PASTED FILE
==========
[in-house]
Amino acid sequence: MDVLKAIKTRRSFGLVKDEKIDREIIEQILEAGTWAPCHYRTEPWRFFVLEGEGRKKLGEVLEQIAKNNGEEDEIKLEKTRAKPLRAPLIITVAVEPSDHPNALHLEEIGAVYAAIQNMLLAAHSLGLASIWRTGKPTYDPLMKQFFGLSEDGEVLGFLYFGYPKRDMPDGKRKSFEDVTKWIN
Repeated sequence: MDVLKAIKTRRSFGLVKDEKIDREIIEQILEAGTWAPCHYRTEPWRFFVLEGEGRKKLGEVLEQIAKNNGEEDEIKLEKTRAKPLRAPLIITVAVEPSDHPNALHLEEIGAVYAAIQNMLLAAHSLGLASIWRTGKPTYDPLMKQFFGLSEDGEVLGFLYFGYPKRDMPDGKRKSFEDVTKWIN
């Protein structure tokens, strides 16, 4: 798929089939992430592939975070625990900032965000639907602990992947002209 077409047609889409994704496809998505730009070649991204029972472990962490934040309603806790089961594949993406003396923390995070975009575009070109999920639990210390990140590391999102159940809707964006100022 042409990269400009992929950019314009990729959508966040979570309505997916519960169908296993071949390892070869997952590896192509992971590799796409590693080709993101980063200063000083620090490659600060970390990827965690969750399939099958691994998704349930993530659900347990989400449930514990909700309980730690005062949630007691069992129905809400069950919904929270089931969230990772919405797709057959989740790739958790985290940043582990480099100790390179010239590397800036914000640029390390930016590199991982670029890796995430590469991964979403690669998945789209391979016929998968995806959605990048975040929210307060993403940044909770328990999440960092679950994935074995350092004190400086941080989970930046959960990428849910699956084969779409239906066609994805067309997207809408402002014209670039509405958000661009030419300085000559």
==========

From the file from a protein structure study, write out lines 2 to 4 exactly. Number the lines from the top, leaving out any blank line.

Amino acid sequence: MDVLKAIKTRRSFGLVKDEKIDREIIEQILEAGTWAPCHYRTEPWRFFVLEGEGRKKLGEVLEQIAKNNGEEDEIKLEKTRAKPLRAPLIITVAVEPSDHPNALHLEEIGAVYAAIQNMLLAAHSLGLASIWRTGKPTYDPLMKQFFGLSEDGEVLGFLYFGYPKRDMPDGKRKSFEDVTKWIN
Repeated sequence: MDVLKAIKTRRSFGLVKDEKIDREIIEQILEAGTWAPCHYRTEPWRFFVLEGEGRKKLGEVLEQIAKNNGEEDEIKLEKTRAKPLRAPLIITVAVEPSDHPNALHLEEIGAVYAAIQNMLLAAHSLGLASIWRTGKPTYDPLMKQFFGLSEDGEVLGFLYFGYPKRDMPDGKRKSFEDVTKWIN
């Protein structure tokens, strides 16, 4: 798929089939992430592939975070625990900032965000639907602990992947002209 077409047609889409994704496809998505730009070649991204029972472990962490934040309603806790089961594949993406003396923390995070975009575009070109999920639990210390990140590391999102159940809707964006100022 042409990269400009992929950019314009990729959508966040979570309505997916519960169908296993071949390892070869997952590896192509992971590799796409590693080709993101980063200063000083620090490659600060970390990827965690969750399939099958691994998704349930993530659900347990989400449930514990909700309980730690005062949630007691069992129905809400069950919904929270089931969230990772919405797709057959989740790739958790985290940043582990480099100790390179010239590397800036914000640029390390930016590199991982670029890796995430590469991964979403690669998945789209391979016929998968995806959605990048975040929210307060993403940044909770328990999440960092679950994935074995350092004190400086941080989970930046959960990428849910699956084969779409239906066609994805067309997207809408402002014209670039509405958000661009030419300085000559």